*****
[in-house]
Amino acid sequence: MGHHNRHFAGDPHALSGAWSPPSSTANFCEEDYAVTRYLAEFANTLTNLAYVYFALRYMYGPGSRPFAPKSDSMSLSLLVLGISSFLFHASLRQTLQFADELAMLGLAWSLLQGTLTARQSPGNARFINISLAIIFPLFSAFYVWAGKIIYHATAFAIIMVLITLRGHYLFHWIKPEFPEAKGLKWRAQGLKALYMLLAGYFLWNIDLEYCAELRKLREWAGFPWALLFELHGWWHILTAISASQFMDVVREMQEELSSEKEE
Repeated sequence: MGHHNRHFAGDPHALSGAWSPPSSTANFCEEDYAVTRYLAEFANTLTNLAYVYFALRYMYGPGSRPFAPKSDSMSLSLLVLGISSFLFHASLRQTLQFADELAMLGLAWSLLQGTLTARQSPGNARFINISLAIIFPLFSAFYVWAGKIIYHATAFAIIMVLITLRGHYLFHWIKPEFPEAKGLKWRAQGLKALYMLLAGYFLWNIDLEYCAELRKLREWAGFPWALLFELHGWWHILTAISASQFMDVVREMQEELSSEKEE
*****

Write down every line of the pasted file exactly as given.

[in-house]
Amino acid sequence: MGHHNRHFAGDPHALSGAWSPPSSTANFCEEDYAVTRYLAEFANTLTNLAYVYFALRYMYGPGSRPFAPKSDSMSLSLLVLGISSFLFHASLRQTLQFADELAMLGLAWSLLQGTLTARQSPGNARFINISLAIIFPLFSAFYVWAGKIIYHATAFAIIMVLITLRGHYLFHWIKPEFPEAKGLKWRAQGLKALYMLLAGYFLWNIDLEYCAELRKLREWAGFPWALLFELHGWWHILTAISASQFMDVVREMQEELSSEKEE
Repeated sequence: MGHHNRHFAGDPHALSGAWSPPSSTANFCEEDYAVTRYLAEFANTLTNLAYVYFALRYMYGPGSRPFAPKSDSMSLSLLVLGISSFLFHASLRQTLQFADELAMLGLAWSLLQGTLTARQSPGNARFINISLAIIFPLFSAFYVWAGKIIYHATAFAIIMVLITLRGHYLFHWIKPEFPEAKGLKWRAQGLKALYMLLAGYFLWNIDLEYCAELRKLREWAGFPWALLFELHGWWHILTAISASQFMDVVREMQEELSSEKEE